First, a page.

Virtually all gunplay parts in The Order: 1886 are duck and cover, but the style isn’t refined. You simply hide behind a wall picking off a seemingly endless wave of enemies. After shooting 10 or so enemies, it gets quite repetitive and boring, especially when the shooting isn’t all that exciting in the first place. On top of that, it is fairly difficult to die due to the game’s “blackwater” item. This is a potion that you drink via a QTE, allowing you to revive yourself after you’ve been gunned down in battle. Blackwater can also be used to enter a type of slow motion “bullet time” in which you select multiple enemies to target and easily kill somewhat similar to Max Payne and Dead To Rights. There are also scenes where your character must climb up walls and jump across rooftops in order to stay out of sight. These clunky platforming sections are highly scripted and leave virtually no freedom to you, the player. As a result, they can become very tedious, though at least the gorgeous city skyline is always visible in the background.
Graphics are certainly one of the strong points of The Order: 1886.
The Order: 1886 is absolutely one of the best looking games on the PS4. Character models look realistic in terms of physical design as well as their facial expressions and overall movement. Facial expressions, in general, are so difficult to portray in a videogame and The Order nails it. During cutscenes, micro expressions are portrayed realistically throughout a conversation. The way that characters interact together is believable and does not feel clunky. Voice acting is performed very well, with none of it feeling stiff. Coupled with great facial movements, on-screen characters are very engaging.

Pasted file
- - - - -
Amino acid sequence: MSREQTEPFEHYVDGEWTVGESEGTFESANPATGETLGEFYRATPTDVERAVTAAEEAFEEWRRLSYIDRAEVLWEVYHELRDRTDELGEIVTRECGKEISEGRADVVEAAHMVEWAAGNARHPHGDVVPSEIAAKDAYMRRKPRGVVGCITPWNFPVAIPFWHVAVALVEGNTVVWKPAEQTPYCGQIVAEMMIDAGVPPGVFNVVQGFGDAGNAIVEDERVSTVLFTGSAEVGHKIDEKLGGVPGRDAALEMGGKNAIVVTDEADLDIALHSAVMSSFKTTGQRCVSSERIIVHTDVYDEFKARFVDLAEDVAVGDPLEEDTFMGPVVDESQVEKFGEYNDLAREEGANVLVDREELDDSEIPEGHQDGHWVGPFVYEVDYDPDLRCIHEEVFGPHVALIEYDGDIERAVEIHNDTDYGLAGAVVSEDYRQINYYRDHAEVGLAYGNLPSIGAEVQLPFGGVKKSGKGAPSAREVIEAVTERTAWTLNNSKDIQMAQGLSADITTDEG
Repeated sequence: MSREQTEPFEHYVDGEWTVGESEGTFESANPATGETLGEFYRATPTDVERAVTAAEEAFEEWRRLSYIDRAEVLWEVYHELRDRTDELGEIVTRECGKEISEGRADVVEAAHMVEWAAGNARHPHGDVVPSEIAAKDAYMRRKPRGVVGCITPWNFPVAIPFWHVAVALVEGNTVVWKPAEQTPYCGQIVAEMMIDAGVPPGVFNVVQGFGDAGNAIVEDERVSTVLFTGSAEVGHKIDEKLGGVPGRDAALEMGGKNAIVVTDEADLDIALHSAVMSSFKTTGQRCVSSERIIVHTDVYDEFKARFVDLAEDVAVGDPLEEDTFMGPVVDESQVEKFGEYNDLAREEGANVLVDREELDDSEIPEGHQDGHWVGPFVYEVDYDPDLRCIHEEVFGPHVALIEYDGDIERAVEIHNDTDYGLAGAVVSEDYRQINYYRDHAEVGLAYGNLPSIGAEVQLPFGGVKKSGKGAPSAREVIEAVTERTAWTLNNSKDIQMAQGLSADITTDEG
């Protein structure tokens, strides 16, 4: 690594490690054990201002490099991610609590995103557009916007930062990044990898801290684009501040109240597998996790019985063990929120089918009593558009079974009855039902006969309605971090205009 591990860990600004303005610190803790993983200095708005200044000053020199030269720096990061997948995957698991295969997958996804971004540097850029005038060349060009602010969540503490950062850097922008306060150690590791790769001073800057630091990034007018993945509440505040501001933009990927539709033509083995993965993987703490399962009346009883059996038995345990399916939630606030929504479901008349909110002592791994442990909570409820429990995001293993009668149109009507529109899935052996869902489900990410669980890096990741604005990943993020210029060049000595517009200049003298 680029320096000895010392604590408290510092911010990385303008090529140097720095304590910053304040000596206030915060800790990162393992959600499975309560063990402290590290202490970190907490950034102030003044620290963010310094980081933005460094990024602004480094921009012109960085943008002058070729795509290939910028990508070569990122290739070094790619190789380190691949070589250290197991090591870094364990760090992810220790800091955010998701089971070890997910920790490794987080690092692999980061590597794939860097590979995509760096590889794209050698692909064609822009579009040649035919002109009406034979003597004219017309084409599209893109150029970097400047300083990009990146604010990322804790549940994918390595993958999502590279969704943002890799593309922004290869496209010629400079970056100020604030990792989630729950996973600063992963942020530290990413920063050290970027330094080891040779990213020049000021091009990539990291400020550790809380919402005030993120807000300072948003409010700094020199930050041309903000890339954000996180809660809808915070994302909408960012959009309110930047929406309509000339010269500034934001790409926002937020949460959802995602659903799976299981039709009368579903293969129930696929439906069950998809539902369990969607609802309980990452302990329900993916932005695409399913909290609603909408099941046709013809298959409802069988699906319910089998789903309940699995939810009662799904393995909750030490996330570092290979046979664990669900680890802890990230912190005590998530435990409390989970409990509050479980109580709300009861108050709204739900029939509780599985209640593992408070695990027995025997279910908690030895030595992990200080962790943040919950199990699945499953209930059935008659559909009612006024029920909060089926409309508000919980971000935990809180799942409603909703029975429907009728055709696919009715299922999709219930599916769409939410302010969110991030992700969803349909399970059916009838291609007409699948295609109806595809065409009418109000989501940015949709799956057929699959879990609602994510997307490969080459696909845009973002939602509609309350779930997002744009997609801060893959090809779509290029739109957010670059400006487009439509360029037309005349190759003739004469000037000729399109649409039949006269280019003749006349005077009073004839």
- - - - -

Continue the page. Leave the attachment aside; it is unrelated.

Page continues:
Outdoor scenes, the city skyline and landscape look absolutely gorgeous. You may want to take a few moments just to look around and take in the detail and architecture of surrounding buildings. Lighting and textures are extremely well done, making every environment look beautiful and unique. There’s a surprising amount of detail in the little things as well. When your character picks up a newspaper, there is an entire article to read if you so choose. However, it should be noted that the items that you can interact with are very limited, so don’t expect to spend much time exploring building interiors.
Sound effects really stand out, gunfire and voices are appropriately muffled through walls and in the distance. Each gun has a unique sound and action scenes are filled with explosions, bullet ricochet, and screaming of enemy soldiers. The soundtrack is also very well-done. The original orchestral score is mostly somber and tragic in tone though there are also bombastic percussive sections that complement action sequences well.
As stated before The Order: 1886 is very short, clocking in at roughly 7 hours from start to finish. Since a large percentage of this includes cutscenes, there really isn’t a whole lot of gameplay. That being said, there is hardly an incentive to go back and play through this PS4 game a second time. There are no alternate ways to play through the game, hardly anything to collect or explore, and its story isn’t one that you’ll likely want to revisit. Though The Order: 1886 does build a fair amount of momentum story-wise, it is ruined by the rushed and abrupt ending.
The Order: 1886 is by no means a terrible video game and it is completely worth a single playthrough, if only for its great technical achievements. Environment and character designs are stunning, the setting is interesting, and the aesthetic is fantastic but from a gameplay standpoint, it features way too much hand-holding and leaves a lot to be desired.
- Beautiful graphics and art direction.
- Excellent voice acting and cinematic cutscenes.
- Good variety of interesting weapons.
- Short game length with minimal replay value.
- Lackluster platforming and shooting mechanics.
- Restrictive gameplay with no player freedom.
- Too reliant on the cinematic approach.
- Overuse of Quick Time Events.